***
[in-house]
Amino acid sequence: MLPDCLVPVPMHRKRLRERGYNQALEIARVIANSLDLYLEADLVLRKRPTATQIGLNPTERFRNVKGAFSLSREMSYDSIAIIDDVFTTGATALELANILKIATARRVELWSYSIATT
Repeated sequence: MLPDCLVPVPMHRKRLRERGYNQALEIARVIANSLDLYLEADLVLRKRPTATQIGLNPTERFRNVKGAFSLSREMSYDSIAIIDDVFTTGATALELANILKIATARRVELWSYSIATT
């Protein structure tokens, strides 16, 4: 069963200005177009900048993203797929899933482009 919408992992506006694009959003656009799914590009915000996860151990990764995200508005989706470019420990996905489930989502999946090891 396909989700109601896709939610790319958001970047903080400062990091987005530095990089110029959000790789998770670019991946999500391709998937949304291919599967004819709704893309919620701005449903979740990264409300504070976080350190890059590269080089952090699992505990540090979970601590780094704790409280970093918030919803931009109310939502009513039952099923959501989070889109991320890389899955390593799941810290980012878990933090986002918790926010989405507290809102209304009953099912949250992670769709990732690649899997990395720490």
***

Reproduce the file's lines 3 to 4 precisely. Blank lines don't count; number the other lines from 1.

Repeated sequence: MLPDCLVPVPMHRKRLRERGYNQALEIARVIANSLDLYLEADLVLRKRPTATQIGLNPTERFRNVKGAFSLSREMSYDSIAIIDDVFTTGATALELANILKIATARRVELWSYSIATT
């Protein structure tokens, strides 16, 4: 069963200005177009900048993203797929899933482009 919408992992506006694009959003656009799914590009915000996860151990990764995200508005989706470019420990996905489930989502999946090891 396909989700109601896709939610790319958001970047903080400062990091987005530095990089110029959000790789998770670019991946999500391709998937949304291919599967004819709704893309919620701005449903979740990264409300504070976080350190890059590269080089952090699992505990540090979970601590780094704790409280970093918030919803931009109310939502009513039952099923959501989070889109991320890389899955390593799941810290980012878990933090986002918790926010989405507290809102209304009953099912949250992670769709990732690649899997990395720490």